# Solving the Geometric Brownian Motion on a general interval.

I know that the Geometric Brownian Motion, with the expression $dX_t = v X_t dt + \sigma X_t dW_t$ has the next solution $$X_t = X_0 e^{\sigma W_t+ (v-\frac{\sigma ^2}{2})t}$$ on the interval $[0,T]$. But, what would be the solution on a general interval $[t_1,t_2]$?

Would it be $$X_t = X_{t_1} e^{\sigma W_t-W_{t_1}+ (v-\frac{\sigma ^2}{2})(t-t_1)}$$

Using Ito's Lemma we have

$$d\log X_t=\left(v-\frac12\sigma^2\right)dt+\sigma dW_t \tag 1$$

Integrating $(1)$ between $t_1$ and $t_2$ yields

\begin{align} \log(X_{t_2}/X_{t_1})&=\left(v-\frac12\sigma^2\right)\left(t_2-t_1\right)+\sigma\int_{t_1}^{t_2}dW_t\\\\ &=\left(v-\frac12\sigma^2\right)\left(t_2-t_1\right)+\sigma\left(W_{t_2}-W_{t_1}\right) \end{align}

from which we have

$$X_{t_2}=X_{t_1}e^{\left(v-\frac12\sigma^2\right)\left(t_2-t_1\right)+\sigma\left(W_{t_2}-W_{t_1}\right)}$$

• Thanks a lot, @Dr.MV. Why, when applying the Ito Formula, $\frac{\partial log(X_t)}{\partial t}=0$? Commented Jul 3, 2015 at 19:41
• You're welcome. My pleasure. Good question. The function $\log x$ is not an explicit function of time and therefore its partial derivative with respect to time is zero. Commented Jul 3, 2015 at 19:44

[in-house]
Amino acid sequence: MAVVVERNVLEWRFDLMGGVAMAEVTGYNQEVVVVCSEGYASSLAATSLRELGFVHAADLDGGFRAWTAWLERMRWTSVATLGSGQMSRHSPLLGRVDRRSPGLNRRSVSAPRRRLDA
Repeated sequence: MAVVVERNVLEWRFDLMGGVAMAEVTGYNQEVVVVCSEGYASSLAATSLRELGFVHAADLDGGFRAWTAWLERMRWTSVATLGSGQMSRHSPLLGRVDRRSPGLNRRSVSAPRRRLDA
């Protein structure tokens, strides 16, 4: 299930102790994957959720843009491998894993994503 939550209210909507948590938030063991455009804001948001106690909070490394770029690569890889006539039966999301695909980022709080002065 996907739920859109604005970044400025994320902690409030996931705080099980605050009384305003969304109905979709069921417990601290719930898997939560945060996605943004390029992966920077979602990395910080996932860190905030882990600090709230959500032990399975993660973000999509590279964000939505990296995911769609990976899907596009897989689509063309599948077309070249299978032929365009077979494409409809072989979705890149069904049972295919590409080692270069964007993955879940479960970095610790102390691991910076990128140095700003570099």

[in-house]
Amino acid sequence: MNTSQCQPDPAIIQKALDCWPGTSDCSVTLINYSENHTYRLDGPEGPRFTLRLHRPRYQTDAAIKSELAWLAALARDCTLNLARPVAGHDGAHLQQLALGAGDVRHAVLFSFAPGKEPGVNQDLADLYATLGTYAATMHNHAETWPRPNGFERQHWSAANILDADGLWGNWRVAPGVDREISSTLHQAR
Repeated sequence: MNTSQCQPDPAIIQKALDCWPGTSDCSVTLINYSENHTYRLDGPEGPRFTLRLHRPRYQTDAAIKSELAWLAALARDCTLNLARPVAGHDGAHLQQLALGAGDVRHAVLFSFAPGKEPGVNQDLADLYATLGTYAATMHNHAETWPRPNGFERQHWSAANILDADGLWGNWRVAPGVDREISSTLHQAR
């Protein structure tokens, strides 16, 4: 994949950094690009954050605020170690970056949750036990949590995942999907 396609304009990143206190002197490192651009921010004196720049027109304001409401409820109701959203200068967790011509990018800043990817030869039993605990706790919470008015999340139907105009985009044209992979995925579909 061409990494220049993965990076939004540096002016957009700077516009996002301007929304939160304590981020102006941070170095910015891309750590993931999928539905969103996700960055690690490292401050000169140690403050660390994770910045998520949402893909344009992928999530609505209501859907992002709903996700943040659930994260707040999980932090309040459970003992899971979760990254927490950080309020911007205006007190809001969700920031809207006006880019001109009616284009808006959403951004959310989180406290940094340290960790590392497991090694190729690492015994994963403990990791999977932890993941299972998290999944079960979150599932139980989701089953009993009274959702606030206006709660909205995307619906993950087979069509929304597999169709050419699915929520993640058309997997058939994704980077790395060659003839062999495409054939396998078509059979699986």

• Ah, okey! Since $Y_t=g(t,X_t)=\log(X_t)$ where $g(t,x)=log(x)$ and then: $$dY_t= (( \frac{\partial \log x}{\partial t}+\frac {\partial \log x}{\partial x}vx+\frac{1}{2}\frac{\partial^2 \log x}{\partial x^2}(\sigma x^2))( dt+ \frac{\partial \log x}{\partial x}\sigma xdW_t)_{x=X_t}$$ Correct? I think I filnally got to undertand. Moreover, we can apply your procedure and that $W_0=0$ to get the general formula: $X_t = X_0 e^{\sigma W_t+ (v-\frac{\sigma ^2}{2})t}$ OK? Commented Jul 3, 2015 at 20:02
• Well, the term $\frac{\partial \log x}{\partial t}=0$. And yes, by setting $W_0=0$ we recover the well-known result. Commented Jul 3, 2015 at 20:06
• You're welcome!! It was my pleasure. Glad I could help. Commented Jul 3, 2015 at 20:09